When the principle of academic freedom took shape in the decades just before and after the turn of the 20th century, the "external pressure" in question tended to come from religious institutions, trustees, or state legislators objecting to professors whose research and teaching challenged their beliefs or vested interests. Early formulations of the principle framed academic freedom as essential to the advance of knowledge and technical progress, or the fostering of a more widely and critically informed public -- higher goods than short-term comity. Scott quotes as "the best statement I have seen of the principle of academic freedom" the one issued by the regents of the University of Wisconsin in 1894. Succumbing to pressure to fire a controversial professor "would be equivalent to saying that no professor should teach anything which is not accepted by everybody as true," the regents stated. "This would cut our curriculum down to very small portions."

To put it in a more pointed fashion, those outside academe have every right to express an opinion -- but they have no authority over what kinds of knowledge were pursued, or how, or how it is taught. The only community standards that apply are those of the community of scholars. And academic freedom entails not just the right but the obligation to enforce them, for autonomy does not equal license. Scott quotes John Dewey's invocation of "an organized society of truth-seekers" as the guiding force in scholarly life. "By which he meant," she writes, "the newly created disciplinary associations of his day, those intercollegiate bodies that set standards of inquiry and assessed the validity (the apparent scientific quality or truthfulness) of the ideas offered by their members. In return for fulfilling one's responsibilities to the discipline, one received protection from outside intervention."

Things would be much simpler if knowledge and power were as sharply distinct as all this implies -- with professional conduct and scholarly expertise on one side, public opinion and worldly power on the other, and a wide clearing in between. Scott upholds the principle of academic freedom while acknowledging the tensions inherent in it, particularly around disciplinary authority. On the one hand, "disciplinary communities provide the consensus necessary to justify academic freedom as a special freedom for faculty." On the other, there are times when their "regulatory and enabling authority … can suppress innovative thinking in the name of defending immutable standards."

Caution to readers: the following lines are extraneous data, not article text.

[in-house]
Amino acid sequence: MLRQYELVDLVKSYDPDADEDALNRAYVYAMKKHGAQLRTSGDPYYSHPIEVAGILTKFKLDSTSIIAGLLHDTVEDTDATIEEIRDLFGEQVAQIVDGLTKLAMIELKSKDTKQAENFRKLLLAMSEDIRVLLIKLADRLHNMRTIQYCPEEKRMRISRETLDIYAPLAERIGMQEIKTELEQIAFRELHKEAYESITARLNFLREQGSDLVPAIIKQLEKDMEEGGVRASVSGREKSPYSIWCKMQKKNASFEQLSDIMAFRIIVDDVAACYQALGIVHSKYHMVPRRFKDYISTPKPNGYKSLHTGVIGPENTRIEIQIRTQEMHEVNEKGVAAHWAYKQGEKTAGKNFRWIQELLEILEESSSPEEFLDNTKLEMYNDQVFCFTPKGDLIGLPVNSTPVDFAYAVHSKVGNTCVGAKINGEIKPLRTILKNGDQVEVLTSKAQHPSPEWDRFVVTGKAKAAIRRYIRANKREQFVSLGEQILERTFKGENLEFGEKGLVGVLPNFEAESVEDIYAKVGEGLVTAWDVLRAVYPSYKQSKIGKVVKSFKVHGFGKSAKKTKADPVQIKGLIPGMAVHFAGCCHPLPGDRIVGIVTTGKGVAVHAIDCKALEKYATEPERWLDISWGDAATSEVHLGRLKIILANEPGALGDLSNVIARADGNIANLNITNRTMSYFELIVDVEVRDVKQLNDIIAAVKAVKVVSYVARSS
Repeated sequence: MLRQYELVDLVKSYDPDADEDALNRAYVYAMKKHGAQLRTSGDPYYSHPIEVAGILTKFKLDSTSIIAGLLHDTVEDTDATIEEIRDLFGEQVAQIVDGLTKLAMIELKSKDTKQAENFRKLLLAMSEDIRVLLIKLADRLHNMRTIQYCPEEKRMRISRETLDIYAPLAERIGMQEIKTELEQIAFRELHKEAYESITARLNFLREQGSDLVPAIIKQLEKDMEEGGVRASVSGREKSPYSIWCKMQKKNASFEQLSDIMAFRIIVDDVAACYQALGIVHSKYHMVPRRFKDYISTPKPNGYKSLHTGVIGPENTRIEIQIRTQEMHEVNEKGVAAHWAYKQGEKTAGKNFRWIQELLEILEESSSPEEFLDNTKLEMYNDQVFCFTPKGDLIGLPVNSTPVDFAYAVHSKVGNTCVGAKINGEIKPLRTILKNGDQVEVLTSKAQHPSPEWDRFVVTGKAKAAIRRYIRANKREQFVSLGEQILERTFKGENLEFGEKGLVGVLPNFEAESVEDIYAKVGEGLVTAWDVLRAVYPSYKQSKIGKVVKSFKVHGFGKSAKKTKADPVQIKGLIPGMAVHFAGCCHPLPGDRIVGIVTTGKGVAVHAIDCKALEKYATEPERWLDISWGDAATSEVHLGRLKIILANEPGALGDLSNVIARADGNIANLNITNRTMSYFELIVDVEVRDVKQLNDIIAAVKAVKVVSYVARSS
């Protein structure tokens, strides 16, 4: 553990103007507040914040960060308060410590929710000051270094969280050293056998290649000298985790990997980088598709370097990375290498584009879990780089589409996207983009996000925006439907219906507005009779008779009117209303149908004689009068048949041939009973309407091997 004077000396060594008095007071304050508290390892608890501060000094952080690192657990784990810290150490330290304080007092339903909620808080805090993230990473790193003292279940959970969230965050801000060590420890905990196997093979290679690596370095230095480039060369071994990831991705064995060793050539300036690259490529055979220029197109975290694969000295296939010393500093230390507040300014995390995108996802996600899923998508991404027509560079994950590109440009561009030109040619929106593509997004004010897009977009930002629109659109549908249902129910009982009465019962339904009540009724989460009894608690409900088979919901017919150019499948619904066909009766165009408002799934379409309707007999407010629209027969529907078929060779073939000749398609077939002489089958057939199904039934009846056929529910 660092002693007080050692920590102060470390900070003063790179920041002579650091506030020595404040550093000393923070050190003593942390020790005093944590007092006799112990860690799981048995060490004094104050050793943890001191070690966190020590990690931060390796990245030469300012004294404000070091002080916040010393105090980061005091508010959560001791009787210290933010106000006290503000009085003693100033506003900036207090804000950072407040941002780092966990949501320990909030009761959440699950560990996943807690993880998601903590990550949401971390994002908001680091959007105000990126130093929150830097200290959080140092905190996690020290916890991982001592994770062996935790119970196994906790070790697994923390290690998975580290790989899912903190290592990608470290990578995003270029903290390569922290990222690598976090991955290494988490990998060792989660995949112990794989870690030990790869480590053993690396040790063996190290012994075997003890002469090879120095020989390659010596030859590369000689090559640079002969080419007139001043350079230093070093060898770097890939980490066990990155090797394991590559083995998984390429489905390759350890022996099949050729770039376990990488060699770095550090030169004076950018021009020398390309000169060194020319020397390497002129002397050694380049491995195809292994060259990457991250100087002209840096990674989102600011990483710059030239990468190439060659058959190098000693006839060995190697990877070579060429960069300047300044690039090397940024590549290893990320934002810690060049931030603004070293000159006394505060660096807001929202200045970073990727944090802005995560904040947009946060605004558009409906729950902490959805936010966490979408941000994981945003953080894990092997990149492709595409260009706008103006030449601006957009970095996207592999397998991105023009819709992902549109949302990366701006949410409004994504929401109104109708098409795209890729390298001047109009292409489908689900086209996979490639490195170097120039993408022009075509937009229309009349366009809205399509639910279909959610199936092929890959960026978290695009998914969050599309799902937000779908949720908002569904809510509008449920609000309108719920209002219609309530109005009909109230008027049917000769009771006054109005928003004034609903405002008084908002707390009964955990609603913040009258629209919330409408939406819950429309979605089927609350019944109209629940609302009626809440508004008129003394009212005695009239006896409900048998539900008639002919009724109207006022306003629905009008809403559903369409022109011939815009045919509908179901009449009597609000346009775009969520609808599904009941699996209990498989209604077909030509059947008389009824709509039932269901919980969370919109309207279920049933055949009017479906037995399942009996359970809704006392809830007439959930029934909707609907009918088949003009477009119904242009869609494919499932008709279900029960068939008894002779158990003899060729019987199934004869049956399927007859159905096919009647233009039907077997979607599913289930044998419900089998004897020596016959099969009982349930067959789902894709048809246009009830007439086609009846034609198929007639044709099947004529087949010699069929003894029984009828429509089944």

Add a few more hands pushing from outside -- a couple of them writing checks for endowed chairs -- and Dewey's "organized society of truth-seekers" becomes problematic, if not a pipe dream. But Scott finds no real alternative on offer. In an interview with Bill Moyers appearing as an epilogue to the book, she says, "It's precisely within disciplines that the judgment and evaluation and regulation happens. If you're not in the discipline, you have no way of knowing what the standards are, what the history of changing modes of interpretation have been, whether the work is following acceptable patterns of proof and evidence."

Even granting her this point (despite the challenge to it implied earlier in the book when acknowledging disciplinary rigidities and blind spots) it seems more applicable to an earlier period, when the disciplinary communities were smaller, with more members either holding tenure or in a position to pursue it, and not so many vectors of disinformation making the very concept of expert authority more difficult to uphold.